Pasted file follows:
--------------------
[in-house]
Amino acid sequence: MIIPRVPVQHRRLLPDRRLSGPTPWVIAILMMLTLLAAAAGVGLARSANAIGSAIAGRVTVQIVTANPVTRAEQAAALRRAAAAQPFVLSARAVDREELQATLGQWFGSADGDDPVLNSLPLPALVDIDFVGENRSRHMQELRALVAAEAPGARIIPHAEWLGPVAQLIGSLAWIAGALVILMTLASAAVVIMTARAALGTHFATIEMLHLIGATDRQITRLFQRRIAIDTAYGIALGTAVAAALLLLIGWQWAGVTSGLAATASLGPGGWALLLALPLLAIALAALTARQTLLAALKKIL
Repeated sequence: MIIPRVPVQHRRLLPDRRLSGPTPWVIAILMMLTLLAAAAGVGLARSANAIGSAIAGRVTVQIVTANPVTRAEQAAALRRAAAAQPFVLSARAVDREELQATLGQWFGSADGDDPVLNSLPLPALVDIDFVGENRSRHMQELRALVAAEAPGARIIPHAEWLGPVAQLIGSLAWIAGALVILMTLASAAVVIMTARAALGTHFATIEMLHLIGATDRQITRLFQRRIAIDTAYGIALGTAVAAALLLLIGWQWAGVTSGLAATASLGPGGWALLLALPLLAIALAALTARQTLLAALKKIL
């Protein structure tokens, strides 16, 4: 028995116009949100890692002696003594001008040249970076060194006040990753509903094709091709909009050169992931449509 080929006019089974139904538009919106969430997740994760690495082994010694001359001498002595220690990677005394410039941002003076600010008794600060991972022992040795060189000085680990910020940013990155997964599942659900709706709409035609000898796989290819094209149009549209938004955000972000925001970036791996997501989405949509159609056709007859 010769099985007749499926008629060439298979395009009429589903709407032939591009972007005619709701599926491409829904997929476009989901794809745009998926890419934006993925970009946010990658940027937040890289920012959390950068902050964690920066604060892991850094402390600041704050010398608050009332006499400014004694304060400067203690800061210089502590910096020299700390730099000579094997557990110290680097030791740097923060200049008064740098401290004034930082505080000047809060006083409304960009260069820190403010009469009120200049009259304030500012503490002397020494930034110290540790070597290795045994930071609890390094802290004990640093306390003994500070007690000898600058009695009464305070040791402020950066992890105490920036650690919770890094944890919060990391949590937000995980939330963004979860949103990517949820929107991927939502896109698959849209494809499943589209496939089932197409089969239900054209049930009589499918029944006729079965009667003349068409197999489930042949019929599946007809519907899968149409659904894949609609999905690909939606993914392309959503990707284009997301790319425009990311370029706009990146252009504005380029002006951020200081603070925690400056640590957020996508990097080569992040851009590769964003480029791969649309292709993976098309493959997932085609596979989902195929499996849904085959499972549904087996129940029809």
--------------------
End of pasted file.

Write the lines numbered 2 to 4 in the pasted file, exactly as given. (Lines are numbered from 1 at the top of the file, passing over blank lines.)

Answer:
Amino acid sequence: MIIPRVPVQHRRLLPDRRLSGPTPWVIAILMMLTLLAAAAGVGLARSANAIGSAIAGRVTVQIVTANPVTRAEQAAALRRAAAAQPFVLSARAVDREELQATLGQWFGSADGDDPVLNSLPLPALVDIDFVGENRSRHMQELRALVAAEAPGARIIPHAEWLGPVAQLIGSLAWIAGALVILMTLASAAVVIMTARAALGTHFATIEMLHLIGATDRQITRLFQRRIAIDTAYGIALGTAVAAALLLLIGWQWAGVTSGLAATASLGPGGWALLLALPLLAIALAALTARQTLLAALKKIL
Repeated sequence: MIIPRVPVQHRRLLPDRRLSGPTPWVIAILMMLTLLAAAAGVGLARSANAIGSAIAGRVTVQIVTANPVTRAEQAAALRRAAAAQPFVLSARAVDREELQATLGQWFGSADGDDPVLNSLPLPALVDIDFVGENRSRHMQELRALVAAEAPGARIIPHAEWLGPVAQLIGSLAWIAGALVILMTLASAAVVIMTARAALGTHFATIEMLHLIGATDRQITRLFQRRIAIDTAYGIALGTAVAAALLLLIGWQWAGVTSGLAATASLGPGGWALLLALPLLAIALAALTARQTLLAALKKIL
């Protein structure tokens, strides 16, 4: 028995116009949100890692002696003594001008040249970076060194006040990753509903094709091709909009050169992931449509 080929006019089974139904538009919106969430997740994760690495082994010694001359001498002595220690990677005394410039941002003076600010008794600060991972022992040795060189000085680990910020940013990155997964599942659900709706709409035609000898796989290819094209149009549209938004955000972000925001970036791996997501989405949509159609056709007859 010769099985007749499926008629060439298979395009009429589903709407032939591009972007005619709701599926491409829904997929476009989901794809745009998926890419934006993925970009946010990658940027937040890289920012959390950068902050964690920066604060892991850094402390600041704050010398608050009332006499400014004694304060400067203690800061210089502590910096020299700390730099000579094997557990110290680097030791740097923060200049008064740098401290004034930082505080000047809060006083409304960009260069820190403010009469009120200049009259304030500012503490002397020494930034110290540790070597290795045994930071609890390094802290004990640093306390003994500070007690000898600058009695009464305070040791402020950066992890105490920036650690919770890094944890919060990391949590937000995980939330963004979860949103990517949820929107991927939502896109698959849209494809499943589209496939089932197409089969239900054209049930009589499918029944006729079965009667003349068409197999489930042949019929599946007809519907899968149409659904894949609609999905690909939606993914392309959503990707284009997301790319425009990311370029706009990146252009504005380029002006951020200081603070925690400056640590957020996508990097080569992040851009590769964003480029791969649309292709993976098309493959997932085609596979989902195929499996849904085959499972549904087996129940029809």